Posted: Jun 14, 2017
Hail stones the size of walnuts peppered north California over the weekend, causing bewilderment and consternation among Napa Valley winemakers.
Freak hail storms struck the Napa Valley on Sunday 11 June.
Some reports told of hail stones the size of walnuts. Credit: Wiki Commons
Thunderstorms brought lightning, wind, rain and hail—as well as snow in the Sierras—and temperatures fell by as much as 25 degrees Fahrenheit. Some observers in the Bay Area reported hail stones the size of walnuts.
Such weather is distinctly unusual for this time of year and it caught many winemakers by surprise.
‘This was the most intense hailstorm we have seen in our 31 years on this property’, said Carole Meredith, of Lagier Meredith, who grows varieties including Zinfandel, Mondeuse and Syrah on Mount Veeder.
Lagier Meredith survived with only torn leaves, and no damage to fruit or shoots, but not everybody was so fortunate.
Daniel Ricciato, who manages grower relations and quality control across Northern California for consultant winemaker Thomas Brown, said there had been ‘about 5% damage in Beckstoffer To Kalon’ — where grapes sell for as much as $35,000 per ton.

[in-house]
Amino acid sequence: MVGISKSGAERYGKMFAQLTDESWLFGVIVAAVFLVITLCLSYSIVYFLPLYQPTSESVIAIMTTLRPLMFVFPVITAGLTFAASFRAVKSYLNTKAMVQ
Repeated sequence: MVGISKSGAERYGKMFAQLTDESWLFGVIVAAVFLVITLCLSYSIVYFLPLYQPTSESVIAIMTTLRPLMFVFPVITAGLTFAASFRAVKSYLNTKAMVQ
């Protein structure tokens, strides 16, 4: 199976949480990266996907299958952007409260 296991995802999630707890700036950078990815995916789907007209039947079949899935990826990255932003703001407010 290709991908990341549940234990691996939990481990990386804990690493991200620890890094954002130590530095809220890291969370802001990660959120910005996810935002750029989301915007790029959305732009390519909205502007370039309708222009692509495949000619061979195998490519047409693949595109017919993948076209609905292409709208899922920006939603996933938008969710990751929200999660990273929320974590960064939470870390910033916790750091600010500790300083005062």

Turley Wine Cellars was among the hardest hit. Its winemaker and vineyard manager, Tegan Passalacqua, estimated losses as severe as 50-70 % in some parcels.
In Oakville, Graeme MacDonald cautiously estimated his losses at around 10%. ‘We’ll thin off any damaged fruit’, he said.
Others fared better.
‘It seems variable based on factors such as row direction and canopy coverage, but so far it seems like we have been quite lucky,’ Harlan Estate’s Cory Empting told Decanter.com.
Dunn Vineyards on Howell Mountain was also largely spared. ‘Leaves weren’t damaged, but some of our Cabernet Sauvignon hadn’t finished flowering, so we’ll see what the consequences are down the line,’ said Mike Dunn.
The story was the same at Kongsgaard on Atlas Peak, and at Spottswoode in St. Helena, where Aron Weinkauf saw damage to ‘neither leaves nor clusters, even on our most exposed Sauvignon Blanc’.
In Carneros, the hail storm was very brief and similarly did ‘no damage at all’, according to Stéphane Vivier, of Hyde de Villaine.
By William Kelley
June 13, 2017
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